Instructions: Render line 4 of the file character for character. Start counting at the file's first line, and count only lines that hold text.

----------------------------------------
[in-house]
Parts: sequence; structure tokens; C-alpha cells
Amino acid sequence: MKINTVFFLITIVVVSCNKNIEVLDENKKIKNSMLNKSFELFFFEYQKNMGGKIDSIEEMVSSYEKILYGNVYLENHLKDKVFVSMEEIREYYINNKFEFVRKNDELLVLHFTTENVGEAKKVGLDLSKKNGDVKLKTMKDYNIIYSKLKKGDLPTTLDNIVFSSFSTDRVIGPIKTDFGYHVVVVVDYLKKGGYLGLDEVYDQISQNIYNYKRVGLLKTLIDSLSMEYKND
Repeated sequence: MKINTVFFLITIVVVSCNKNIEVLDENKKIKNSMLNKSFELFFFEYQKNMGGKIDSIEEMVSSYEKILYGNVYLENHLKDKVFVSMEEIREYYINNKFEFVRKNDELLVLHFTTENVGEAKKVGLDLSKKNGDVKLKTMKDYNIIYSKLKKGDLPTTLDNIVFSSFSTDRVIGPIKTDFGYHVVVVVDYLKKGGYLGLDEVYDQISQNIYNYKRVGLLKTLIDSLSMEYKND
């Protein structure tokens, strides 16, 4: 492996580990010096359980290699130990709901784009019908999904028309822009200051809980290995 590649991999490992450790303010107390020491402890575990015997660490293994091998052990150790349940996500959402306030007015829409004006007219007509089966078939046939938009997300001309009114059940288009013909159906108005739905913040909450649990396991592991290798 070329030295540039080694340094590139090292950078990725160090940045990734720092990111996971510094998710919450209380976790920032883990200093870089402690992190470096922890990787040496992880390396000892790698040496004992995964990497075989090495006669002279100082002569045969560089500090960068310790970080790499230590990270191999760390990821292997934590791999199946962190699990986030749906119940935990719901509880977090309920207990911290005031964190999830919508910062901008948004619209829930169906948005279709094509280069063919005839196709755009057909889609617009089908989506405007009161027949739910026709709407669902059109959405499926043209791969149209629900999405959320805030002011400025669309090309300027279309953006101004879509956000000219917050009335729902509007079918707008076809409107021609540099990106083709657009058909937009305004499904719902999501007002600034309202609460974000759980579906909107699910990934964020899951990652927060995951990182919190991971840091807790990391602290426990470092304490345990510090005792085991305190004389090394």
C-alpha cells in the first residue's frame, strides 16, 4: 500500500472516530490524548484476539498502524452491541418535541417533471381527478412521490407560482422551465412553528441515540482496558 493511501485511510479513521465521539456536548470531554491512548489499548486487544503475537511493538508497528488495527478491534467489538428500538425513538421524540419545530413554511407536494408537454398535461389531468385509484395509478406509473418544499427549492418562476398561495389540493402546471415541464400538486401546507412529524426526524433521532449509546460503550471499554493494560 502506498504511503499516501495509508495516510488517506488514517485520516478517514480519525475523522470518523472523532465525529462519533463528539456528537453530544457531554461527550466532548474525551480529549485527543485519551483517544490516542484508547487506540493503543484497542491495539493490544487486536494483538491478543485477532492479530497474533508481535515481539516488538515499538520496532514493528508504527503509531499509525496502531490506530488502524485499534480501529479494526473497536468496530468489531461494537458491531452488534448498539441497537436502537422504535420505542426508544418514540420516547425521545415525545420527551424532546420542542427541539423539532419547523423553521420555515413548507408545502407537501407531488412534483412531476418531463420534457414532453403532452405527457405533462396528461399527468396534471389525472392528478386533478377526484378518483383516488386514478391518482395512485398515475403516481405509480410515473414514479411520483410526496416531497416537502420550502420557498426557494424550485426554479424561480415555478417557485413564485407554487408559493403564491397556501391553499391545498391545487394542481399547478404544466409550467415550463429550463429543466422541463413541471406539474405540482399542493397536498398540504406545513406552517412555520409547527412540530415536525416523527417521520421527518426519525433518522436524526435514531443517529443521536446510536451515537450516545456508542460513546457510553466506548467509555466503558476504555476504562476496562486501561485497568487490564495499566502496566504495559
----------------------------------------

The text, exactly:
Repeated sequence: MKINTVFFLITIVVVSCNKNIEVLDENKKIKNSMLNKSFELFFFEYQKNMGGKIDSIEEMVSSYEKILYGNVYLENHLKDKVFVSMEEIREYYINNKFEFVRKNDELLVLHFTTENVGEAKKVGLDLSKKNGDVKLKTMKDYNIIYSKLKKGDLPTTLDNIVFSSFSTDRVIGPIKTDFGYHVVVVVDYLKKGGYLGLDEVYDQISQNIYNYKRVGLLKTLIDSLSMEYKND